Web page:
Post-Brexit EU roaming charges set to make a comeback
BT’s EE and Telefonica/Liberty Global's O2 are the first two mobile operators to announce changes to its EU roaming fees as a result of Brexit.
In the case of EE, the company has said that any new customers or existing customers who upgrade as of 7 July 2021 will be charged £2 a day to use their data in 47 European countries as of January 2022.
In a statement an EE spokesperson confirmed this saying: “From January next year, EE will introduce a new flat fee of £2 a day for customers wishing to roam across 47 European destinations (with the exception of ROI which is included in domestic plans), allowing them to use their plan’s full data, minutes and texts allowance”
“This will apply only to new and upgrading customers signing up to EE from the 7th July 2021 and will support investment into our UK based customer service and leading UK network.”
Commenting on the change to roaming rules, Kester Mann, director of consumer and connectivity at analyst firm, CCS Insight, said: “BT would not have taken this decision lightly. Roaming is a poisonous term for consumers after travellers were hit by exorbitant prices for years. But this is also a far cry from the bad old days. EE’s £2 per day charge represents a fraction of the cost of an EU holiday.”
“Still, the company knows it will not be well received by its customers, and that it has handed on a plate a clear marketing opportunity to rivals. It would have had to carefully calculate that the upside outweighs any potential reputational damage.”
In the case of O2, the company has said that from August 2021, customers will be charged £3.50 for every gigabyte of data that exceeds its new 25GB limit while travelling in the EU.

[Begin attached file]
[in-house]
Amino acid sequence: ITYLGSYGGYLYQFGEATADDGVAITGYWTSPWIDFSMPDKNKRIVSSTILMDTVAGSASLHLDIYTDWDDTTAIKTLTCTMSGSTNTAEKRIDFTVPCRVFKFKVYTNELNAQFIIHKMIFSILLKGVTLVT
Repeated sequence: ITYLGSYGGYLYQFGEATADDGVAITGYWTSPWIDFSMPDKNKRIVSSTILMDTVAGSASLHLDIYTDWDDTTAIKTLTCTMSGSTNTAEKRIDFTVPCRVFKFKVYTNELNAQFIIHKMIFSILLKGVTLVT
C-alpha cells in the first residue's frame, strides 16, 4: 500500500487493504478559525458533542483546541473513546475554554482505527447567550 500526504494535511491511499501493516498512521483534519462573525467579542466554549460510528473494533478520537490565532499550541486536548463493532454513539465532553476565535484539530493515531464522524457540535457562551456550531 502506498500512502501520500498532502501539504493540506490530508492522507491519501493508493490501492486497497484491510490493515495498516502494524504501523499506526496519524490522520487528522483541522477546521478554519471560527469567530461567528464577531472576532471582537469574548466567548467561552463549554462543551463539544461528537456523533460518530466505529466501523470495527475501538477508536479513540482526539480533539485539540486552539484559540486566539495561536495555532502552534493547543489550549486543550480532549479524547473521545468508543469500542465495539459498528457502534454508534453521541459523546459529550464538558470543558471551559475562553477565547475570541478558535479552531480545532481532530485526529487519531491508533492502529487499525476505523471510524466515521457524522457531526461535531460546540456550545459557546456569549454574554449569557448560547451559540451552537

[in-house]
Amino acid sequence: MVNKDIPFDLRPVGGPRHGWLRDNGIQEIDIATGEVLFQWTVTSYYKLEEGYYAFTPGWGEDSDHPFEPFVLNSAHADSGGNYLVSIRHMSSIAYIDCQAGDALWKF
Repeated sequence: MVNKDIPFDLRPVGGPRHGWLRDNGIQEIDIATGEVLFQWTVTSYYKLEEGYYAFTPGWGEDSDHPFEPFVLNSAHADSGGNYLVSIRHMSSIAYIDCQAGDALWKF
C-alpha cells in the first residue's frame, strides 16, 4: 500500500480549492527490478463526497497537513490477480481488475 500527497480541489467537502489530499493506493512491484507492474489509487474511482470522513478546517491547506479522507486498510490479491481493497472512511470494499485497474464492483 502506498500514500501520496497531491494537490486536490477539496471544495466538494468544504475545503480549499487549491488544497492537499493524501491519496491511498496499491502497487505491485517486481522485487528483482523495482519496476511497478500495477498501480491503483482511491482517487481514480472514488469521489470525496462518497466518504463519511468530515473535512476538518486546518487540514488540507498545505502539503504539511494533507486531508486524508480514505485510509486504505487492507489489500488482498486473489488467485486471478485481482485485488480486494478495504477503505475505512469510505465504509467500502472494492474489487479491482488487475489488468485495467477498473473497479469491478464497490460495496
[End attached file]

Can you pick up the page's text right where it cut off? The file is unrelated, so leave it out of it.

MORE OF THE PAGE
In a statement to Metro an O2 spokesman said: “Less than 1% of our Pay Monthly customers reach anywhere near 25GB during occasional travel to Europe. If a customer’s UK monthly data allowance is over 25GB, from August 2 they will have a Roaming Limit of 25GB in our Europe Zone.
“This means they can use up to 25GB of their allowance at no extra cost – we’ll text them if they get close to the limit, and again if they reach it. A customer can still use data if they reach our Roaming Limit but will be charged £3.50 per GB.”
The news follows the abolition of mobile data roaming charges across the EU back in June 2017, applicable to all member states. The Roam Like Home initiative resulted in mobile data within the EU quadruple within the first 5 months of launch, with a survey from mobile company Syniverse reporting growth of 308% year on year.
Further still, EE, O2, Three and Vodafone all confirmed in January of this year that despite the imminent departure of the UK from the EU, they had no plans to reintroduce roaming charges. A move that mobile specialist Ernest Doku, at Uswitch.com said is “hugely disappointing for consumers to see that situation change so quickly.2
“This is ultimately a backwards step for consumers. Unfortunately, when one provider makes such a bold decision it can mean that others follow. Always use hotel and cafe wifi when on holiday where possible.”
“The reintroduction of roaming charges reflects a failure by UK telecom operators to stem the long-term decline in average customer spend amid heavy investment in future fixed-line and mobile networks,” said Mann.